How do you come up with an idea for a useful research project in a low-resource setting? How do you develop a research question, prepare a concept note, and get your project funded? How do you manage complex cultural situations, unexpected problems, and personnel in the field? How do you create a sampling strategy, select a study design, and ensure ethical conduct with human subjects? This course takes students through the process of health research in under-resourced countries from the development of the initial research question and literature review to securing support and providing detailed planning for field work. Students develop a concept note to support a funding proposal addressing a research question of their choosing, while receiving weekly feedback. This course is aimed at graduate students interested in global health research, although students of all disciplines interested in practical methods for research are welcome. Undergraduates who have completed 85 units or more may enroll with instructor consent. Sign up for 1 unit credit to audit class sessions or 3 units to both participate in classes and develop a concept note.
This course undertakes a critical assessment of how different academic disciplines frame global health problems and recommend pathways toward improvements. It focuses on evaluating examples of different theories of change in specific global health interventions and analyzing both their successes and failures. Open to graduate students studying in any discipline whose research work or interest engages global health. Upper-class undergraduates who have completed at least one of the prerequisite courses and who are willing to commit to the preparatory time required by a graduate level seminar class are welcome. Prerequisites: ECON118, CEE 265D, HUMBIO 129S or HUMBIO 124C.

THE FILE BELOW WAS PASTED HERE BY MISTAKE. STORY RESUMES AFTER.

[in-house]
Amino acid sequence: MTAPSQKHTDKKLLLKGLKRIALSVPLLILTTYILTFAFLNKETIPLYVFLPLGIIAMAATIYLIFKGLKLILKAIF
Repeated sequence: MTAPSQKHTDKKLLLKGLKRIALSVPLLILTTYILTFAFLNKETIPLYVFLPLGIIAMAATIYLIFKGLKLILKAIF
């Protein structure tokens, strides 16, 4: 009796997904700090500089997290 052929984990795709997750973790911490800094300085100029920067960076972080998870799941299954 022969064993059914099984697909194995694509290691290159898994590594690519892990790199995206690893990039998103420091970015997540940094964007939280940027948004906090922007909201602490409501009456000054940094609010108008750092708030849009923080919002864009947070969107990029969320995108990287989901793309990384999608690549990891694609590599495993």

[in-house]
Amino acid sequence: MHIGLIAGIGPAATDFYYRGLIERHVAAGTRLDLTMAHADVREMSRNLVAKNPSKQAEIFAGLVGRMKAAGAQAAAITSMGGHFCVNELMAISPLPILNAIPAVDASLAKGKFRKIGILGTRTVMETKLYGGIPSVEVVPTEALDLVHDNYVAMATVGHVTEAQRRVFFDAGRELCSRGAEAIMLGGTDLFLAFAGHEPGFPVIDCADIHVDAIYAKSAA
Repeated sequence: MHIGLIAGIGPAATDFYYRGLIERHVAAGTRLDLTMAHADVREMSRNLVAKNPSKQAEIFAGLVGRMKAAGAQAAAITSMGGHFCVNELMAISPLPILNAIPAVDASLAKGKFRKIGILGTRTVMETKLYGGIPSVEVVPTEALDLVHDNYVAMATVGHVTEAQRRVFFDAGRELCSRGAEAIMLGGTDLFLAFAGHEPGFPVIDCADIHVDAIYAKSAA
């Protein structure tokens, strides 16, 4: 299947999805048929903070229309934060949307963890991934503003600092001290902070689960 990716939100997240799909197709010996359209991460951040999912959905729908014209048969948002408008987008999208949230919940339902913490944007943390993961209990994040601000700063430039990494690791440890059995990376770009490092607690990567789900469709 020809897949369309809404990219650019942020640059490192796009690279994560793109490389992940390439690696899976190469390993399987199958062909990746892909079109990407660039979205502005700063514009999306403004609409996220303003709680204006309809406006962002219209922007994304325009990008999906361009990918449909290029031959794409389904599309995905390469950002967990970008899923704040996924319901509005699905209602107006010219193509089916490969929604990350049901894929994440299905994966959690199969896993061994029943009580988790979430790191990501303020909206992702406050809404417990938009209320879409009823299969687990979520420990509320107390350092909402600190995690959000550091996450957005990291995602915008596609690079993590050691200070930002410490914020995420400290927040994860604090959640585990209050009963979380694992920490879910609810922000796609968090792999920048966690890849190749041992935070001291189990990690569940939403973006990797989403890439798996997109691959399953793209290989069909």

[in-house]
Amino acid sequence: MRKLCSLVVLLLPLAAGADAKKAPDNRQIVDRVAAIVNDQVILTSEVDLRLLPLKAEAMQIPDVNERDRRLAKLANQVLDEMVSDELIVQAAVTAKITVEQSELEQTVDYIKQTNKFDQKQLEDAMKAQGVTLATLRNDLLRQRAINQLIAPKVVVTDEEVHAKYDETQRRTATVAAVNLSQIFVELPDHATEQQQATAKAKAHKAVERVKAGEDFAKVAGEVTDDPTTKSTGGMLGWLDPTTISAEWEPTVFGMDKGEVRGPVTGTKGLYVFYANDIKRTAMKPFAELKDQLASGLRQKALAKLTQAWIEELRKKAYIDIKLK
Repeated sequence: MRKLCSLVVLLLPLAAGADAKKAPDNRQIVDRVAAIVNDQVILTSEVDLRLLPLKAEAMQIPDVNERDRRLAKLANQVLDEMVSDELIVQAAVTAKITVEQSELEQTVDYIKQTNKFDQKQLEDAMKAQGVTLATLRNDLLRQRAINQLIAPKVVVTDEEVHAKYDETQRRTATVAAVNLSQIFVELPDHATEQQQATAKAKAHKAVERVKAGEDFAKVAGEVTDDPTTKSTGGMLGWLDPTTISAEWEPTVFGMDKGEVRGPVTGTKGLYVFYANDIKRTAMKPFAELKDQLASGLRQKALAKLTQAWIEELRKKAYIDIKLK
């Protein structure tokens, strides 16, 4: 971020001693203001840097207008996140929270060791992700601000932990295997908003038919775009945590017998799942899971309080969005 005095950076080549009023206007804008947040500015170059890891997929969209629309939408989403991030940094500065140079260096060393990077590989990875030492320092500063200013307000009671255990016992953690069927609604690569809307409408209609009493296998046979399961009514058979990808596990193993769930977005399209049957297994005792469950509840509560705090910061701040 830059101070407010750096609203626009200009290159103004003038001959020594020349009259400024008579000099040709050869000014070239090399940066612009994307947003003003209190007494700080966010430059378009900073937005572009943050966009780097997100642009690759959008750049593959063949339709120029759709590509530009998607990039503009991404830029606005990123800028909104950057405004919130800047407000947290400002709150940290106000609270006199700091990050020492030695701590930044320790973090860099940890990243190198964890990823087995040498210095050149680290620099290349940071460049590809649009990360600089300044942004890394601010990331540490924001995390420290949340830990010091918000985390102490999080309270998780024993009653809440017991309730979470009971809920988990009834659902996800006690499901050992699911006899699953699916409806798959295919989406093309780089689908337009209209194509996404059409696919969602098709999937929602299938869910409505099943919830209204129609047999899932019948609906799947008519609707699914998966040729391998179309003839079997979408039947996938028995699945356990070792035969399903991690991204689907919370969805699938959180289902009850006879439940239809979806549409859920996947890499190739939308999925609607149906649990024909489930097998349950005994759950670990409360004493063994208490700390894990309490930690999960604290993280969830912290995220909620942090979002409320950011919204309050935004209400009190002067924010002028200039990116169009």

Is human extinction inevitable? Is it necessarily bad for the planet? What might we do to avert human extinction? Although 99.9% of all species that have ever inhabited Earth are now extinct, the subject nonetheless poses deeply disturbing implications for us humans, the only species that can anticipate its own demise. This course will explore several plausible scenarios by which human extinction could occur within the next 100 years. We’ll study the psychological, social, and epistemological barriers that frequently derail efforts to avert these catastrophes. We will also explore approaches to assessing these risks, strategies that could reduce them, and better ways to think and act as we move inevitably toward our uncertain future. Students will engage with these issues via academic reading, apocalyptic fiction, group discussion, writing, and role-playing. We will consider the role of human agency in the evolution of these risks, their prevention, and our responsibilities as 21st-century citizens.
CIGH Research Methods Retreat
A two-day seminar for residents, fellows and medical students interested in developing research skills applicable to global health. Usually held in Fall Quarter.
2020: Tuesday, October 13 and Thursday, October 15.